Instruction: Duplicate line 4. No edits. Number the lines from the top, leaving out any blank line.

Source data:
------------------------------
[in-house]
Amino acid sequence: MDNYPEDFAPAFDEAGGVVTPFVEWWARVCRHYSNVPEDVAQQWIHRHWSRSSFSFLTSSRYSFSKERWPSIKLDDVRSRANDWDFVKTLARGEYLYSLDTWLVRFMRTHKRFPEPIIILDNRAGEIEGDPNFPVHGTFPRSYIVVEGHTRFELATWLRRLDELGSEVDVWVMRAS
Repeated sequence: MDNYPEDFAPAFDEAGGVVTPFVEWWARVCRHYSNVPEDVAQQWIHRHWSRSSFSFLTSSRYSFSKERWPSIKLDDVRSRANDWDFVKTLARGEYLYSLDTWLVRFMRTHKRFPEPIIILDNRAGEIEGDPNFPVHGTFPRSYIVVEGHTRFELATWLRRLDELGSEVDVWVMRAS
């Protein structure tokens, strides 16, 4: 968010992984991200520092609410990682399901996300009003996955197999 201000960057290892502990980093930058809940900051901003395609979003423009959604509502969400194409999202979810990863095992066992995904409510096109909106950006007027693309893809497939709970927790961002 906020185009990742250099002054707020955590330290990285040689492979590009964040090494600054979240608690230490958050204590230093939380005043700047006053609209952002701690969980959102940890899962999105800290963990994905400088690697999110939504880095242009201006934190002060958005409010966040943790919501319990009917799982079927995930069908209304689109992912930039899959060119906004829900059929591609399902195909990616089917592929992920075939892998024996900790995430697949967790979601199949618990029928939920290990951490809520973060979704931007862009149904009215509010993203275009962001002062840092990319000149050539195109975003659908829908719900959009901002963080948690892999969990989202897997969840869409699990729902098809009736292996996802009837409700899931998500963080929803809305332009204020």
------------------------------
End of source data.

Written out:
């Protein structure tokens, strides 16, 4: 968010992984991200520092609410990682399901996300009003996955197999 201000960057290892502990980093930058809940900051901003395609979003423009959604509502969400194409999202979810990863095992066992995904409510096109909106950006007027693309893809497939709970927790961002 906020185009990742250099002054707020955590330290990285040689492979590009964040090494600054979240608690230490958050204590230093939380005043700047006053609209952002701690969980959102940890899962999105800290963990994905400088690697999110939504880095242009201006934190002060958005409010966040943790919501319990009917799982079927995930069908209304689109992912930039899959060119906004829900059929591609399902195909990616089917592929992920075939892998024996900790995430697949967790979601199949618990029928939920290990951490809520973060979704931007862009149904009215509010993203275009962001002062840092990319000149050539195109975003659908829908719900959009901002963080948690892999969990989202897997969840869409699990729902098809009736292996996802009837409700899931998500963080929803809305332009204020």